Bears

Lovie Smith, poet laureate - who knew?

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Lovie Smith, poet laureate - who knew?

Tuesday, Nov. 30, 2010
12:37 PM
By John Mullin
CSNChicago.com

Lovie Smith doesnt spout a lot of iambic pentameter from the podium but indications are that he is nothing if not a student of poetry.

How better to sum up the Smith Way since he arrived in 2004 to head up the football play than the lines from Rudyard Kiplings If (which I believe are or at least were at one time inscribed over the players entrance to Centre Court, Wimbledon):

If you can meet with triumph and disaster

And treat those two imposters just the same;

Well, the Bears have met triumph (Philadelphia, Green Bay, 8-3) and disaster (NY Giants, Seattle, Washington) and Smith is indeed treating those imposters just the same. Always has.

Weve beaten a lot of good football teams, just like we did Sunday, Smith said almost dismissively about the suggestion that the Eagles win was finally a statement about how good his Bears really were. No more than that.

Greg Olsen has seen Smith operation for going on four years now and his mentality of he doesnt let the ups get him too high, and he doesnt let the downs get him too low, I think is huge.

Not everyone always thinks so.

The amusing reality is that if youre even-dispositioned, at least outwardly, and your team is winning, youre a calming influence. Youre a Zen master. Youre serene.

If youre the same way and your team is losing, youre dull. You lack fire. You dont get your team up. Ask Dick Jauron, who was an enlightened hands-free leader when his team was 13-3 and dull when his team was.

Ask Smith, too, the titan of tranquility with a rookie quarterback getting him to the playoffs in 2005, the caliph of calm behind Rex Grossman and the mercurial 2006 Super Bowl year. And the earl of understatement when he forgot how to coach in 07 and 09. Same guy. Clearly hes a mope when his teams dont win.

Smith doesnt have a runaway look-at-me gene even if he does have a listen-to-me (when I tell you were good) chromosome, but show me a coach who doesnt. If anything, Smith gets some points for not being overly sensitive or remotely guided by what people think of him.

Of course, it the Bears lose in Detroit, itll be a disaster. May he treat that imposter just the same as beating Philadelphia.

Blame gaming

Longtime Lions beat guy Tom Kowalski has a solid take on the edginess and finger-pointing that has crept into the Detroit locker room and huddle in the wake of the losing streak there and in particular the demoralizing blowout suffered against New England.

Tom has been around Lions teams ranging from the playoff teams of Barry Sanders to the 0-16 group and he says that coach Jim Schwartz has to arrest any dissension before it reaches the dreaded players-only-meeting stage. If that happens, the Lions are in freefall and the Bears could be looking at a truly fragmented NFC North rival for the second time in a month (Minnesota).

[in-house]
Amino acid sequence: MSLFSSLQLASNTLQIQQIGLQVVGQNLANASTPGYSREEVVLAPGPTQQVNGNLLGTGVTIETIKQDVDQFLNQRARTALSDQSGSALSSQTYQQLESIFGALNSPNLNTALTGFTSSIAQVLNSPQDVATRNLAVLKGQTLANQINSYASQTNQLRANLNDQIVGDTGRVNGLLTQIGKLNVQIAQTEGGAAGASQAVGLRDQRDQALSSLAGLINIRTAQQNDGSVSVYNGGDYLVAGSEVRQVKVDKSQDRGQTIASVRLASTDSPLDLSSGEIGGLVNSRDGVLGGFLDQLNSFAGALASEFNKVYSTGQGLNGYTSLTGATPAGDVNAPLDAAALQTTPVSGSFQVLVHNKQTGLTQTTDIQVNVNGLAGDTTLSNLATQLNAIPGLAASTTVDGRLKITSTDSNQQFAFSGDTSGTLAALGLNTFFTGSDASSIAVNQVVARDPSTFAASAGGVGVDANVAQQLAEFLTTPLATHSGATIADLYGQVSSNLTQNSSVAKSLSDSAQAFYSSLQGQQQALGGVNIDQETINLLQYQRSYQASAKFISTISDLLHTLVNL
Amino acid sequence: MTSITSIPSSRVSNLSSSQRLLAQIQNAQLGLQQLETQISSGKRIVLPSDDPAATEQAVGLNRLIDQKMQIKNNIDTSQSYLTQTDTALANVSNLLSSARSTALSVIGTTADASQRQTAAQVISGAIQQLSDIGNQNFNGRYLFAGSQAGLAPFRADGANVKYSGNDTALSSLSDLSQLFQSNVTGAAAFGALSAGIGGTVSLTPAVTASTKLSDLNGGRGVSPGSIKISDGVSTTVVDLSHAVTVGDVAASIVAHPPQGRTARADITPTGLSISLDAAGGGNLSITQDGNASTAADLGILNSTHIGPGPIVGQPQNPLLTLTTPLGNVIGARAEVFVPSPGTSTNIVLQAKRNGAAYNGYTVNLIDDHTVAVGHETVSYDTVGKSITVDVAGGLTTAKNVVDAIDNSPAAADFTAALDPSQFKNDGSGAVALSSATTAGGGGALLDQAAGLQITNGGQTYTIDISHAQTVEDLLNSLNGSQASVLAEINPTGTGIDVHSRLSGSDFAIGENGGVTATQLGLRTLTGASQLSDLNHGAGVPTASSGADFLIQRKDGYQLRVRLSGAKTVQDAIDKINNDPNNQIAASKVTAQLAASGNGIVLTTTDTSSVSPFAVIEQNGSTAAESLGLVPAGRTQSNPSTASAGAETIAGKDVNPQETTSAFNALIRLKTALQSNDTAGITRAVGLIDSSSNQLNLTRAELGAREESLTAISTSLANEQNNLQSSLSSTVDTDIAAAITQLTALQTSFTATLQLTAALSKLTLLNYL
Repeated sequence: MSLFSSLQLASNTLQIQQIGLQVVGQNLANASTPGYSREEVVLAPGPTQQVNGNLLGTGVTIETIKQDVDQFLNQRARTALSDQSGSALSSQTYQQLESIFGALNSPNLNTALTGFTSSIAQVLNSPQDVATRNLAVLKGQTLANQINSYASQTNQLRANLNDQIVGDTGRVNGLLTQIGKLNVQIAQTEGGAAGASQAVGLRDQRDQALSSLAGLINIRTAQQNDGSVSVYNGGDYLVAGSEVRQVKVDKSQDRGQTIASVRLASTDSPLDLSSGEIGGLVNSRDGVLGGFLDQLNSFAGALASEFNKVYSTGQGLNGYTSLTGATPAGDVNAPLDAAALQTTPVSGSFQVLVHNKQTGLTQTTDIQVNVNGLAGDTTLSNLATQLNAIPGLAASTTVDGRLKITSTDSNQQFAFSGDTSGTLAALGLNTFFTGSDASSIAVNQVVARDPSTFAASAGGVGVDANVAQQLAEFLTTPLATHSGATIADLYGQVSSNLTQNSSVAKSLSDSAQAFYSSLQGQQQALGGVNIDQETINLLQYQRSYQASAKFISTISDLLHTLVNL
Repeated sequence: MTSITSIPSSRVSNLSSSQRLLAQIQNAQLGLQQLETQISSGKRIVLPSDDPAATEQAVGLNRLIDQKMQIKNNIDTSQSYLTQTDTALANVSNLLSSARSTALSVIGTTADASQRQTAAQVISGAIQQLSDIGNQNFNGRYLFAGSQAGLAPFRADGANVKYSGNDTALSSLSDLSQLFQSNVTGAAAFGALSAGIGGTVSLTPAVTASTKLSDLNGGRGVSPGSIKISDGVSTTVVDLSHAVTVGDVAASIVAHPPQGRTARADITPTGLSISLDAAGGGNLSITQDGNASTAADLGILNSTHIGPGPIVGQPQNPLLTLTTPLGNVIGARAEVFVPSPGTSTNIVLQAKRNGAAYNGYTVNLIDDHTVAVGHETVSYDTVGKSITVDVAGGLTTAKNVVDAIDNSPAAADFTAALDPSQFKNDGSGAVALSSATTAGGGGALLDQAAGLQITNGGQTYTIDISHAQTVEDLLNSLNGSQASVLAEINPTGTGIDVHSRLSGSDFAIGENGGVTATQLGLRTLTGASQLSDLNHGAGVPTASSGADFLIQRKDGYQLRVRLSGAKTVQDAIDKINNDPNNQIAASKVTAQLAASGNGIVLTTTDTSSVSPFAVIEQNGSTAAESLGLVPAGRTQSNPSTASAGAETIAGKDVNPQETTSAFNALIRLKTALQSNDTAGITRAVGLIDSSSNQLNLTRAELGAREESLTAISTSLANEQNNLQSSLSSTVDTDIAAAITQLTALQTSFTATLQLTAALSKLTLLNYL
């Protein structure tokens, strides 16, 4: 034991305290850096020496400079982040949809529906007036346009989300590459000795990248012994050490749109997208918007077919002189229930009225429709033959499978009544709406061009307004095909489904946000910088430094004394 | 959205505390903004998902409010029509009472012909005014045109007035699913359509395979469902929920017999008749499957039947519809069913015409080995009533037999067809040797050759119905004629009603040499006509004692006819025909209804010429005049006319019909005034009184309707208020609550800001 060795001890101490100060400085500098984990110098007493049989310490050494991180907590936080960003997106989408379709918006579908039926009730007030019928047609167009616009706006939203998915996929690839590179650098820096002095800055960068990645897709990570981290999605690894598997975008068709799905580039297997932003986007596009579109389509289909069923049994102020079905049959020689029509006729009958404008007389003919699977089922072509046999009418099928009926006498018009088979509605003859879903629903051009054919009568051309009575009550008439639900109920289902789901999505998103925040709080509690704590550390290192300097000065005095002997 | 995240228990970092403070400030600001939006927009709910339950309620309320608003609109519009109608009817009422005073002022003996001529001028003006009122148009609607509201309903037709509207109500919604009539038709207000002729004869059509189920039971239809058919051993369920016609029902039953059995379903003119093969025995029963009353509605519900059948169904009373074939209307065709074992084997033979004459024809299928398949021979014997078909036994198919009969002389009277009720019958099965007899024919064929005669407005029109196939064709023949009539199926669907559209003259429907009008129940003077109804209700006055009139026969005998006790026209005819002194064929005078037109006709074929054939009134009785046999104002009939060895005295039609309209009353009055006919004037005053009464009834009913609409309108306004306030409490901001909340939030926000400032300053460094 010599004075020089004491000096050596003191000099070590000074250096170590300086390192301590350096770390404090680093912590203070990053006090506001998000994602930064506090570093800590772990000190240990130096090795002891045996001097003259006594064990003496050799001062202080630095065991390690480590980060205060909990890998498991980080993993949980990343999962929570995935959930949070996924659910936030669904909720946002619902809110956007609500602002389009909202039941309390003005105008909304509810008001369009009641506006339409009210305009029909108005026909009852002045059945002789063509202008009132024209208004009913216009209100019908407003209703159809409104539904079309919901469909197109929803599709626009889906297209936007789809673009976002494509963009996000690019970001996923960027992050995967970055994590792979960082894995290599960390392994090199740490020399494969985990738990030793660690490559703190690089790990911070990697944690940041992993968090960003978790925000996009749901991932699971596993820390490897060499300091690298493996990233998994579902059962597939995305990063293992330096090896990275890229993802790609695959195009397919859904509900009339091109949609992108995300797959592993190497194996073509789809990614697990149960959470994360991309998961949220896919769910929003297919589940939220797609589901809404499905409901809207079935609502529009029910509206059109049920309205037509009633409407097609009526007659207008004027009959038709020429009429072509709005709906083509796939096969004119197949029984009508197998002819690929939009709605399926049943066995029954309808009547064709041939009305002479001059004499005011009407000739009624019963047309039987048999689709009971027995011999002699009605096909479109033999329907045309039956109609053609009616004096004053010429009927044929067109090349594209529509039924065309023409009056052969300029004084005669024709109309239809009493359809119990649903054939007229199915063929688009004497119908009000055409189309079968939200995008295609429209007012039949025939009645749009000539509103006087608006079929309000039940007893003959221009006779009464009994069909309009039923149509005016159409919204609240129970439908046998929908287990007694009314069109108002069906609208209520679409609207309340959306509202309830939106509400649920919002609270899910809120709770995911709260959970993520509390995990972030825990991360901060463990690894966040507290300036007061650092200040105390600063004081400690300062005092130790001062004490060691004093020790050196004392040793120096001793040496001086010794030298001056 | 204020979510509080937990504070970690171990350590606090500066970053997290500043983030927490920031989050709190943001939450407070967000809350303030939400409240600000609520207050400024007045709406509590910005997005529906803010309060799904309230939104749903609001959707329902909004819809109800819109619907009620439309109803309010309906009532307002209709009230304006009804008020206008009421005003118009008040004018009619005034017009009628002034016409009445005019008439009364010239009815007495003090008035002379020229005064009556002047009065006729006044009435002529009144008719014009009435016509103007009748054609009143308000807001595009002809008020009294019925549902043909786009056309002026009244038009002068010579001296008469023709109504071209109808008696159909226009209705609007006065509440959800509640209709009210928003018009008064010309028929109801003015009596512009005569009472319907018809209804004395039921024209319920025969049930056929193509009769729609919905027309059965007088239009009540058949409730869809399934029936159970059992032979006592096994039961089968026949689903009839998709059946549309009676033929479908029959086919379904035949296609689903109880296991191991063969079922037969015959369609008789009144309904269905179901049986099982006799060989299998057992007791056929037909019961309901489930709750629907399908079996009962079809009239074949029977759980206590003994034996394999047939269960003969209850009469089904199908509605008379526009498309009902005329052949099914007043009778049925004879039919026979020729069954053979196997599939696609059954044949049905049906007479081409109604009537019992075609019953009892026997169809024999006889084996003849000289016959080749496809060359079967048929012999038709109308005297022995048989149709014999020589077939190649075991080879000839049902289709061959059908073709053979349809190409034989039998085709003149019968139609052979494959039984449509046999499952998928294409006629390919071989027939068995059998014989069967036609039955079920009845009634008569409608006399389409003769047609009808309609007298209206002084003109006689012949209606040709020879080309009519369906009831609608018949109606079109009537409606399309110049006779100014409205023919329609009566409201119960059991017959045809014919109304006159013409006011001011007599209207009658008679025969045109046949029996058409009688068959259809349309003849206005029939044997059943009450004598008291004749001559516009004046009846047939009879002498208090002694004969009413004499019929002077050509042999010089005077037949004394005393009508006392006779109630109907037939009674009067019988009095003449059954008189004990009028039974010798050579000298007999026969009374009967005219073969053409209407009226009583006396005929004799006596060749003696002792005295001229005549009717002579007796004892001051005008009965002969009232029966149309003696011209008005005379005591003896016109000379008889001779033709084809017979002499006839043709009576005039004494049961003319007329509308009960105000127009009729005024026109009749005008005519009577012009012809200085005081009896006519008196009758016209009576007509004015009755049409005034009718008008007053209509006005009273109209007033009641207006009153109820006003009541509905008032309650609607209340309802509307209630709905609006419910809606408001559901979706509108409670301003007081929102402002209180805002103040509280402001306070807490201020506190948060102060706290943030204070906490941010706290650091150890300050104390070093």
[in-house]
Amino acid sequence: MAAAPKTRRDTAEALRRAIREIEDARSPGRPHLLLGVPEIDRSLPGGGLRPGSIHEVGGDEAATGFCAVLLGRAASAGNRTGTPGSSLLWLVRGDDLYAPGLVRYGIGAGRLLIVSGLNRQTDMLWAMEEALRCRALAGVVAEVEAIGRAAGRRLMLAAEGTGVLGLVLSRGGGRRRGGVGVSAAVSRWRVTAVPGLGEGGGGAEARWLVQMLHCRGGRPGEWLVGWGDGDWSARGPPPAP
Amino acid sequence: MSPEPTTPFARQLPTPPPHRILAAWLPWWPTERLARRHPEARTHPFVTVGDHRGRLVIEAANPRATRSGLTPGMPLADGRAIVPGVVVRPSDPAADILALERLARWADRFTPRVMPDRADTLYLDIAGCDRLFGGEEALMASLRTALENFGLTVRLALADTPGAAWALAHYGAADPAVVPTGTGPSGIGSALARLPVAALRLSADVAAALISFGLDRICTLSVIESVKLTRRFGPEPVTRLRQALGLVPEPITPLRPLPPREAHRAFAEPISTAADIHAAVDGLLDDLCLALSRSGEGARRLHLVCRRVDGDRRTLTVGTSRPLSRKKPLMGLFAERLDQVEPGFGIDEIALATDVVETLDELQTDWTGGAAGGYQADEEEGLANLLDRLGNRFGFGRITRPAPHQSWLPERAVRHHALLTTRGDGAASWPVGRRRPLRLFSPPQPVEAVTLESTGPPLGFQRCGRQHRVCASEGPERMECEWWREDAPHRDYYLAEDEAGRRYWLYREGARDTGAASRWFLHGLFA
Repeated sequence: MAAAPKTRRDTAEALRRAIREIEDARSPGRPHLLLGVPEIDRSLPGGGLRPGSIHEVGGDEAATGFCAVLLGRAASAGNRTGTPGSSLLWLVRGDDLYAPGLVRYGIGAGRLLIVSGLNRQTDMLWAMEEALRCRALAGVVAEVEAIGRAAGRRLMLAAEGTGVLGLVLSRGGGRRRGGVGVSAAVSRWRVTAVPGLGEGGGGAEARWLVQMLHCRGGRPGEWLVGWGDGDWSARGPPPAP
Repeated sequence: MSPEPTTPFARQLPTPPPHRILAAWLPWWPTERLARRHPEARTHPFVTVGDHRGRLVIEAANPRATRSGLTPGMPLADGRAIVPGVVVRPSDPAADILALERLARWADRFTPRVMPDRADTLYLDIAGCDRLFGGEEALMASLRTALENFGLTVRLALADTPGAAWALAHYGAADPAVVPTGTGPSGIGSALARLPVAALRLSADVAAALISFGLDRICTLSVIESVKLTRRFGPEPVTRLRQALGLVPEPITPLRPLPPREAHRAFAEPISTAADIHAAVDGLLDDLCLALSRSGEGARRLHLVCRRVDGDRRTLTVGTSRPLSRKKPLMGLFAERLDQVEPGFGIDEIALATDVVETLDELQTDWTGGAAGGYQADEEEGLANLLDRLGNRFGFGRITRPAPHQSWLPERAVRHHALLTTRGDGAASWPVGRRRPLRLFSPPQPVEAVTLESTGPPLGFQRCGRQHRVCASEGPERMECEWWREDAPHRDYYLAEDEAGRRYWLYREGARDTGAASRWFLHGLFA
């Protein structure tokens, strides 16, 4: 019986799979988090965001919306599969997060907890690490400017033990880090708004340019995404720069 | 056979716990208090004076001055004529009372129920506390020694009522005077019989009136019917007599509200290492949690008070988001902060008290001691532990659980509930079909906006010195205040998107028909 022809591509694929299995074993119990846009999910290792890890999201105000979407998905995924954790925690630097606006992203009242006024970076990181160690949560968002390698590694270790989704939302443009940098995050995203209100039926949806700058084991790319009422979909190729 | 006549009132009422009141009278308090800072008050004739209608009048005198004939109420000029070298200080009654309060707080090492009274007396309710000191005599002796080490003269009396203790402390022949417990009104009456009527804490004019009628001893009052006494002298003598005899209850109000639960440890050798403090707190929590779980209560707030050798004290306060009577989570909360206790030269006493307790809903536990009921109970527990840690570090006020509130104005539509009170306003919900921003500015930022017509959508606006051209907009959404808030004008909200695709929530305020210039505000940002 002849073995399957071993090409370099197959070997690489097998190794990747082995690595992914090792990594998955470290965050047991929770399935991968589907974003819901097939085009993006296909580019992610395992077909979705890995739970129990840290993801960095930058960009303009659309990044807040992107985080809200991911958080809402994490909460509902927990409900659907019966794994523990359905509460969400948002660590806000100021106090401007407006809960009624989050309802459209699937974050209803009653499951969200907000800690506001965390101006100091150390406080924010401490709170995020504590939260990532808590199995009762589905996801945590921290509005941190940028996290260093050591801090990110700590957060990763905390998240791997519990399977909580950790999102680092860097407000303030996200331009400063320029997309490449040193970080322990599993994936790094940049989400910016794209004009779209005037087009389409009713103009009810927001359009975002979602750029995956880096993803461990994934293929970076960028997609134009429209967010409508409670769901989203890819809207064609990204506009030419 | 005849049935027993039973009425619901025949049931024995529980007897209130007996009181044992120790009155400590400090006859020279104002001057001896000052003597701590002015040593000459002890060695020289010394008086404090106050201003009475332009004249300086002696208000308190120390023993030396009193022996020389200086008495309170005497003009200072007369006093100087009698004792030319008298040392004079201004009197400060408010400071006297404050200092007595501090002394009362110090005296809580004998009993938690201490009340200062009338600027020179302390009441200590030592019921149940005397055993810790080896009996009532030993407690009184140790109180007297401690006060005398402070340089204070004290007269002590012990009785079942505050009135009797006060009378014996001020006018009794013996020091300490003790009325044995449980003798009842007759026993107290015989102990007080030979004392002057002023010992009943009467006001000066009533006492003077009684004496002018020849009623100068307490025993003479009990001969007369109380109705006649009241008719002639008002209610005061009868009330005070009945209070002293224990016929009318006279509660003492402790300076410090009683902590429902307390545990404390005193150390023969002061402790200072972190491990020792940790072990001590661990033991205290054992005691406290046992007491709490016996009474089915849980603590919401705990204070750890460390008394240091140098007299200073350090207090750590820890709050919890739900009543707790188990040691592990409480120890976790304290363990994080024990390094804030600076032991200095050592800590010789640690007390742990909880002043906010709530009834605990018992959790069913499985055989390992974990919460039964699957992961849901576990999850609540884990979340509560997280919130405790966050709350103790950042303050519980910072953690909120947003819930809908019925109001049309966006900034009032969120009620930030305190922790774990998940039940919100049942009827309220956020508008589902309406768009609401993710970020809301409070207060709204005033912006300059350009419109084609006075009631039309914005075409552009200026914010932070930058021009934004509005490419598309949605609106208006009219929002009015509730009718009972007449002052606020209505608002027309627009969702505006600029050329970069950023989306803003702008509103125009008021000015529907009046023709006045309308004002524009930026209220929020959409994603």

Duly noted

With one more win in 010, Jay Cutler will have his first winning season as a starting quarterback since high school...

If youre a sayer of nay regarding the Bears because of a perceived weak NFL (Im not sure why its somehow supposedly weaker as a league this year than any other year but thats for another discussion), you might be missing the bigger picture. Youre watching history. According to @NFLfootballinfo, through 12 weeks there are 19 teams within one game of first places in the standings and thats the most in NFL history...

Check out former agentNFL exec Andrew Brandts look at the labor situation on National Football Post. Its the first in a series and Andrew gives some very readable, understandable perspectives on how things got to where they are and what forces are at work in the situation...

The Dec. 12 Bears-Patriots game is being moved from noon to 3:15 p.m. but for those of you asking, the Dec. 26 Bears-New York Jets game is confirmed in its noon slot. The Jan. 2 noon game at Green Bay, however, is still subject to flexing and if that is a deciding game in playoff scenarios, best guess is that it gets moved to the more prominent national slot.

John "Moon" Mullin is CSNChicago.com's Bears Insider, and appears regularly on Bears Postgame Live and Chicago Tribune Live. Follow Moon on Twitter for up-to-the-minute Bears information.

The Packers beat a bad Bears team in Week 1. In Week 15, they'll get a totally new one.

The Packers beat a bad Bears team in Week 1. In Week 15, they'll get a totally new one.

All week, reporters at Halas Hall tried to get Matt Nagy and the Bears to compare who they were during Week 1’s game against Green Bay to where they are now. And all week at Halas Hall, Matt Nagy and the Bears wouldn't bite. 

“We're both different. They're a little bit different, we're different,” Matt Nagy said. “They did a great job both as players and their coaches, so like I said yesterday, it feels like a while ago and that's why you play. You have a 16-game season and in division you get two chances. We'll just do everything we can to put it behind us and try to be better.”